Nursing Home Strike Called Off, Workers Will Not Walk Out Friday

CHICAGO — Thousands of nursing home workers at dozens of Illinois nursing homes will not walk off the job Friday after their union reached a tentative agreement with nursing home owners on a new contract. The two-year deal brings starting base wages above $15 an hour for more than 10,000 workers at over 100 nursing homes across the state and includes hazard pay for the duration of the coronavirus pandemic.

Employees of 64 nursing homes represented by SEIU Healthcare were set to strike over demands for better wages, sick leave and adequate personal protective equipment. Negotiators overwhelming supported the tentative agreement, which still must be ratified by all affected member. A vote is expected by May 15.

“Our members stood up and said that ‘enough is enough,'” Greg Kelley, president of SEIU Healthcare, said Thursday. “They took on the challenge of advocating for themselves and their residents even in the midst of a pandemic. We know that there is much work left to be done, but we believe we have made some progress.”

Contract improvements include paid sick days for COVID-19 testing, quarantine or illness, as well as language that makes sure employees will not be forced to work without adequate protective gear, according to the union. Workers will also receive a $2 per hour hazard pay bonus during the pandemic.

“We’ve been crying for years to be heard, and we are the front line caregivers to our residents. We’re like family to our residents and we are the voices, especially in a pandemic, for those residents as well as for ourselves,” Francine Rico, a certified nursing assistant and union vice chair, said at a remote news conference after the agreement was reached.

“It wasn’t like we wanted to produce a massive strike, but in order to have our voices heard and, as being family to the residents we take care of, we were put in such a situation,” Rico said.

Laverne Johnson, 65, said the raise in the new contract means she will be able to retire herself someday.

“It was a fight, and it was a hard fight,” said Johnson, who has worked at Wentworth Rehabilitation and Health Care Center the past 10 years. “I didn’t want us to have to go on strike but if that’s what we had to do let them know that we meant business, and that we were tired of being overworked and underpaid and disrespected, and not being able to take care of our residents properly, being understaffed every day, that means victory.”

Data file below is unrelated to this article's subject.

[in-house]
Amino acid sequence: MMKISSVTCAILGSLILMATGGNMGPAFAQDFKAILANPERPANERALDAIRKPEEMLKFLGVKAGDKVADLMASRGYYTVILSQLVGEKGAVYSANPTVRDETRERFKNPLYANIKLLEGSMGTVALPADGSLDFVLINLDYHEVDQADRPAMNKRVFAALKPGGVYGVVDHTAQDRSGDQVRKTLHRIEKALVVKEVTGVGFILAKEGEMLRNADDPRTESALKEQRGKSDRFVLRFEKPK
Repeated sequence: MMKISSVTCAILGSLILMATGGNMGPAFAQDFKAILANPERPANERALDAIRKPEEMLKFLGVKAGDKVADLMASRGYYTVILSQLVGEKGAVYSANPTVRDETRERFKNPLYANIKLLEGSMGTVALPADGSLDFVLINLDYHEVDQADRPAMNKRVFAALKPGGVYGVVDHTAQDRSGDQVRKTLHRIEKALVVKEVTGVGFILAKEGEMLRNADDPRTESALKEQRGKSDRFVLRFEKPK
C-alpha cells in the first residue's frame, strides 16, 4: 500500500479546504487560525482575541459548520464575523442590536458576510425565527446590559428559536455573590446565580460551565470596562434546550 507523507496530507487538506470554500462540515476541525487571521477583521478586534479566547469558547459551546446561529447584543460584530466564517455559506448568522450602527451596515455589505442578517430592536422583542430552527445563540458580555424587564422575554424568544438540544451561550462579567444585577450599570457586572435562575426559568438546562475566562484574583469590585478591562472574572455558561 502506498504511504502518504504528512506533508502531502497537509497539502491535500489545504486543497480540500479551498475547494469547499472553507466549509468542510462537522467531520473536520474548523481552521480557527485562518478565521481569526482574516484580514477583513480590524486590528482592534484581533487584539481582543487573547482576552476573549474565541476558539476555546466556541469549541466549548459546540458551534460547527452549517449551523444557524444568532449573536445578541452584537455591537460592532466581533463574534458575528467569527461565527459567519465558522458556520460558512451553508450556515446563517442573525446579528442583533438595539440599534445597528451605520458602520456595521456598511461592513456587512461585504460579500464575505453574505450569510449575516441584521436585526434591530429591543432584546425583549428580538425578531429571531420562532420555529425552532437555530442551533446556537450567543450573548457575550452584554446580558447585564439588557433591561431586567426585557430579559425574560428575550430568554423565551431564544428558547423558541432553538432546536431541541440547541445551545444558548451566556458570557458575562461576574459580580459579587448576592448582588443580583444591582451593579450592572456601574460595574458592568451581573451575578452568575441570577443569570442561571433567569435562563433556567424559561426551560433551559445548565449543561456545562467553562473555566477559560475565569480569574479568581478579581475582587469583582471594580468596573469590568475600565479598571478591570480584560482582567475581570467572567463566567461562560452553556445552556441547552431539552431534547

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A representative of the Illinois Association of Health Care Facilities, the association that represents owners of more than 100 nursing home, said the contract represents the largest wage hike in the organization’s history. The union’s previous contract expired May 1.

“With base pay raises up to 24%, the IAHCF has achieved the Fight for $15 ahead of the city and state for our dedicated employees on the frontlines of the coronavirus pandemic,” Bob Moliter, CEO of The Alden Network, said in a statement. “This two-year contract includes $2 per hour COVID bonus pay for all 10,000 employees during the duration of the stay-at-home order and beyond, as well as expanded paid sick leave.”

A day before the deal was announced, representatives of the nursing home association said union negotiators turned down an offer that included $2-an-hour hazard pay and base wages for workers outside Chicago rising to $15 in the second year of the deal. Union representatives previously said they sought a one-year contract and a 50 percent hazard pay bonus during the pandemic. According to the nursing home association, the tentative agreement improves the base wage to $15.50 per hour for all staff regardless of location in the second year of the contract.

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“While negotiations have ended, this insidious virus has not,” Molitor said. “We are grateful a walkout was avoided, and that our heroic staff members will continue caring for our vulnerable seniors as we fight this battle together.”

The Illinois Department of Public Health released data Friday showing 44 percent of COVID-19 deaths in Illinois were either staff or residents of long-term care facilities.

Congresswoman Jan Schakowsky, an Evanston Democrat and chief deputy whip, congratulated the nursing home workers for standing up for themselves and seniors at once.

“It’s really, really important for everyone to understand that workers’ safety equals patient safety. It translates immediately, 100 percent,” Schakowsky said. “The workers were telling me stories about having enough protective equipment. Imagine that. Who does that hurt? Of course, it puts their very lives in danger when they go into a room with a COVID-19 patient. But then she goes to another room, or maybe even to another nursing home, spreading it.”

Schakowsky is the chief sponsor of The Quality Care for Nursing Home Residents and Workers During COVID-19 Act Of 2020. The bill would require increased testing, increased reporting of fatalities and PPE, at least two weeks of paid sick leave and other protections. She said she has been working with Speaker Nancy Pelosi and committee leaders to ensure language from the bill is included in future legislation.

“We have brave workers,” Schakowsky said. “[They’re] standing up and staying, ‘We can do better. We don’t have to wait for this virus to end, because this virus is showing the problems that we’ve been facing, and this is the right time.’ So I’m glad the victory came to these hardworking people who are willing to go forward as essential workers every day and say, ‘I’m going to help my patients, I’m willing to take the risk.’ And now the risk is a little bit lower because they got some benefits, and their patients will benefit too.”

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